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Don’t Forget Wilberforce 25 March 2007

Posted by David in Comment, World.

Last night there was plenty of coverage of the 200th anniversary of abolition – the end of slave trading anywhere under the Union Flag – but I was disappointed by it. Anyone tuning in would have seen not a celebration of Wilberforce and his heroic abolitionist’s victory, or the contribution made to the World by the emancipated slaves and their descendants, nor even a celebration of racial harmony, but rather a series of stunts in self-flagellation.

We had church leaders in chains, commentators saying “Britain is still living off wealth from slavery” but not explaining how or even what could be done about it, and John Prescott calling for a Slavery Day. Personally I’d rather have an Abolition of Slavery Day, can’t see how we’re living off 18th Century wealth, and don’t believe that the current population have inherited ancestral guilt – just as modern day Germans aren’t responsible for the Nazis.

Everything has to be pessimistic, down-beat and negative. Because of this we forget what people can achieve – like Wilberforce – which is remarkable and great. We lose inspiration and drive, and so fail to make similar achievements ever again. We quickly forget that we banned slavery, that the Royal Navy actively policed that ban across the globe, and that individual people – like Wilberforce and his other abolitionists – can change the World. There still is slavery, but self-flagellation about the past won’t fix it.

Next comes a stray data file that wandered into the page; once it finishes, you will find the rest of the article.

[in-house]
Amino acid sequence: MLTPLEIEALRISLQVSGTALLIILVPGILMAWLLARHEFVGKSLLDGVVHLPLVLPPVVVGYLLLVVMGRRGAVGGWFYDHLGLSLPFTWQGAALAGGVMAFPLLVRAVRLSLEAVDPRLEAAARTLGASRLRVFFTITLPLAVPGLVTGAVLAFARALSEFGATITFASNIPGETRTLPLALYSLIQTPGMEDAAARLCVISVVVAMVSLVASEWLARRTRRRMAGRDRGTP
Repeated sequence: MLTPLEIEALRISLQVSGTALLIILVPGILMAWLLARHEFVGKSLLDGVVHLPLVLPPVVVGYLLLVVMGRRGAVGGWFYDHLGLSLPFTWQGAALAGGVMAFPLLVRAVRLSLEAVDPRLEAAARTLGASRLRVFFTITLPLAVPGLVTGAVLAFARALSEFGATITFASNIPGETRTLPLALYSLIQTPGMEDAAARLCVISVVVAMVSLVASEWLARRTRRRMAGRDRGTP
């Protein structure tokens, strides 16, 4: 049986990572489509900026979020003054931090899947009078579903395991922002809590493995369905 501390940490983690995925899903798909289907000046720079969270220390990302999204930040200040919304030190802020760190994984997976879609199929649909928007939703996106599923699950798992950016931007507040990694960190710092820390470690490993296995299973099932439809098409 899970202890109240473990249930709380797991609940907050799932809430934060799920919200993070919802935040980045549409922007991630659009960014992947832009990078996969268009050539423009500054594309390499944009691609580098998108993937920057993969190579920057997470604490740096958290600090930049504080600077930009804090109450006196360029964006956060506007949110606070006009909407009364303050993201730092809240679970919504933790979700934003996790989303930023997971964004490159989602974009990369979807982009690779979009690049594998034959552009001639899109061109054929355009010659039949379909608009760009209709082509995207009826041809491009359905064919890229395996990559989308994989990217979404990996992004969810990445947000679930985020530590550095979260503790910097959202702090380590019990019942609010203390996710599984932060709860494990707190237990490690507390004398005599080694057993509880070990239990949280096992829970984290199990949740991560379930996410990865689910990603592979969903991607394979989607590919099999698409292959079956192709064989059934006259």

Update (1.04.07): An excellent article by Dan Hannan MEP – “You are descended from slaves. So am I. And from slave-owners, too, come to that. Statistically, it could hardly be otherwise. Forced servitude was common to all early human societies. It existed in the dark times, before cities and writing. It was carried into the first civilisations, in Ur and Sumer, in Egypt and Persia, in the Indus Valley and in Xia Dynasty China, in Meso-America and the Andes. It survived through the classical age, and into the mediaeval period. Slavery was endemic in African and Arab societies. Between 11 and 17 million people were taken from Africa by Muslim slavers between the seventh and nineteenth centuries. In the New World, too, slavery existed from the earliest moment of human settlement. The Mayans, Aztecs and Incas all practised it as, later, did the colonists. Although slavery sometimes had an ethnic basis, it was no great respecter of race. Muslim slavers traded in Christians: Georgians, Circassians, Armenians and others. Christians, for their part, enslaved Moors: as late as the sixteenth century, hundreds of thousands of Muslim slaves toiled on Spanish plantations. On the eve of the American civil war, there were 3,000 black slave-owners in the United States. We are, in other words, all in this together. Everyone alive today is descended from the exploiters and the exploited: it is simply a question of how far back you want to go. And that, surely, is what makes the arguments about apologies and reparations so silly. We can all agree that slavery was an abominable crime. From a contemporary perspective, it seems unbelievable that otherwise humane societies could tolerate it. It is understandable that, feeling wrenched with revulsion, we want to do something about it, or at least say tell people how miserable we feel about the whole thing. But tell whom? Anyone we choose to apologise to is statistically certain also to be descended from both owners and owned. What worries me about the campaign for reparations is that it unwittingly serves to sustain a racist view of humanity. By assigning guilt or victimhood on the basis of ethnicity, it implies that we are defined by our ancestry, rather than being free individuals. This was, of course, a popular Nazi idea, but I thought it had been widely discredited since. How strange to see so many well-meaning Lefties taking it up again.”



1. crushed by Ingsoc - 1 April 2007

What makes it ludicrous is that both the ens;lavers and the enslaved are long dead. And so who now apologises to who?
The Existing African don’t need apologising to. They stayed put. So are current Afro-Crribean and Afro- Americans being apologised too?
Most are descendants of Enslavers as well as enslaved, certainly in the direct male line…

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